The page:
Thank you Tim. I’m getting better at not being so hard on myself as I pass a mirror. Also, I tend to lose track of too many pointers as well. 3 is a nice number. And I’m glad you’re now inspired to look for free spirits in literature and mythology. I know how that’s saved my sanity before.

  • Erin Dougherty

    I’m so happy my article helped you figure something out. Yay!

  • Erin Dougherty

    Thank you too!

  • Great article Erin. Particularly love the “surround yourself with free spirits” tip, 100% agree! I’m a recovered perfectionist with momentary slips back into old habits when I’m not present and conscious! When I read this line you wrote “I never realized that perfectionism was an attempt to avoid all rejection, all criticism and all failure. It was a matter of life or death”… my entire body shivered in resonance with it. That is exactly what most of my life was like, trying to be perfect as an avoidance of all things I considered ‘bad’. It was hilarious to realise perfection is impossible, given we’re all awesomely imperfect beings living in an imperfect world. And a dear friend of mine (also a recovering perfectionist) once said to me that there’s a big difference between having high standards and striving for excellence (which is great) and trying to be perfect (which is soul destroying). That comment was so clarifying and defining for me. Thanks again for a great post Erin!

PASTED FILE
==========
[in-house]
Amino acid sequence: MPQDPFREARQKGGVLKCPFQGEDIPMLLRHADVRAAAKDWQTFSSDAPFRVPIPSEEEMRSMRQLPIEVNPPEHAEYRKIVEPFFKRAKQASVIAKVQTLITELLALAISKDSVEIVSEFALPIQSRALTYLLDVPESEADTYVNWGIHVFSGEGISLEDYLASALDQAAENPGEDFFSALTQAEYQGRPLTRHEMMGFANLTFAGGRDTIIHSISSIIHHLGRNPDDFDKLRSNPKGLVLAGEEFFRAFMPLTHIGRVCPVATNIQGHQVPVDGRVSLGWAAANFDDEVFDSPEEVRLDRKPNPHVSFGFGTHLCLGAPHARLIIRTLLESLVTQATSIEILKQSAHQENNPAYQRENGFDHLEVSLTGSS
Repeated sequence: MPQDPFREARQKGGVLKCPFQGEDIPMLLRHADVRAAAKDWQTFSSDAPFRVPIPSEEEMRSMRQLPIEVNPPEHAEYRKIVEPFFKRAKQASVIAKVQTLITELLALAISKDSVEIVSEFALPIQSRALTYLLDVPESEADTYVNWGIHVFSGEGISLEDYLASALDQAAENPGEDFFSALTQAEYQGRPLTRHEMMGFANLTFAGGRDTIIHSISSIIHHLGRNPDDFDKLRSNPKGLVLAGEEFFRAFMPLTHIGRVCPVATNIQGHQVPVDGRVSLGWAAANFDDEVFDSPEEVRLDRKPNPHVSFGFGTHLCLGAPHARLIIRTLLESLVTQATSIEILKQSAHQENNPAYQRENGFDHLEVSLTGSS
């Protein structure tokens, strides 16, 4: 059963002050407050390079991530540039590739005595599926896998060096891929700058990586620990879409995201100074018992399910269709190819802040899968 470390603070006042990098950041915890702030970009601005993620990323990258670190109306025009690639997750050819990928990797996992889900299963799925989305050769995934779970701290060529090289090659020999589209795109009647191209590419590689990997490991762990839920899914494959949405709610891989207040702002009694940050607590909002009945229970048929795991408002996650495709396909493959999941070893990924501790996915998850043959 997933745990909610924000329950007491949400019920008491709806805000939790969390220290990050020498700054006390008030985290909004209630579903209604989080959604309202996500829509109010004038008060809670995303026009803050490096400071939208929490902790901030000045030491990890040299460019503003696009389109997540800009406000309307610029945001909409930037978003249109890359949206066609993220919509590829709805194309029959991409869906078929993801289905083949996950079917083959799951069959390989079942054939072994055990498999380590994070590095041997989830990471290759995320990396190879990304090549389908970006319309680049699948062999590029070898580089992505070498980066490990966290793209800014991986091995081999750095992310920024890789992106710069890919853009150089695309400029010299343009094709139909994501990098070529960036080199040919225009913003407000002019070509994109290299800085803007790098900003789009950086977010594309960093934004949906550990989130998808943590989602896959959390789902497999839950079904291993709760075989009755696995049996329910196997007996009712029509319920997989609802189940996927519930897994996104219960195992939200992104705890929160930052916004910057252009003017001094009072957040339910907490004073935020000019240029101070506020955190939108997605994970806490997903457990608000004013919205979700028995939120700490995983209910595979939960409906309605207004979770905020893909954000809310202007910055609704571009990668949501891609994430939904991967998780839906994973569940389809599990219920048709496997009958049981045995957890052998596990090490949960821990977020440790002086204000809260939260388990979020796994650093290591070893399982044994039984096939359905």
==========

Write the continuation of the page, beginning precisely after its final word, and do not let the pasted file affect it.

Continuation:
Love and best wishes
    Bernadette 🙂

  • Erin Dougherty

    Thanks so much Bernadette. It really is hilarious to finally get that perfection is impossible. It’s like a huge sigh of relief to know that it’s not actually attainable so just keep doing our best is all we can ask of ourselves, even if that best is crappy some days. So glad you resonated with the article.

  • Mariamne

    Ahhh… The essential Truths of Suffering being mastered by one… Beautiful

  • Phil Bolsta

    Very perceptive, insightful article, Erin. Here’s a book that may help your readers. It opened my eyes about the link between perfectionism and procrastination: http://bolstablog.wordpress.com/2010/08/13/procrastination/

  • Rob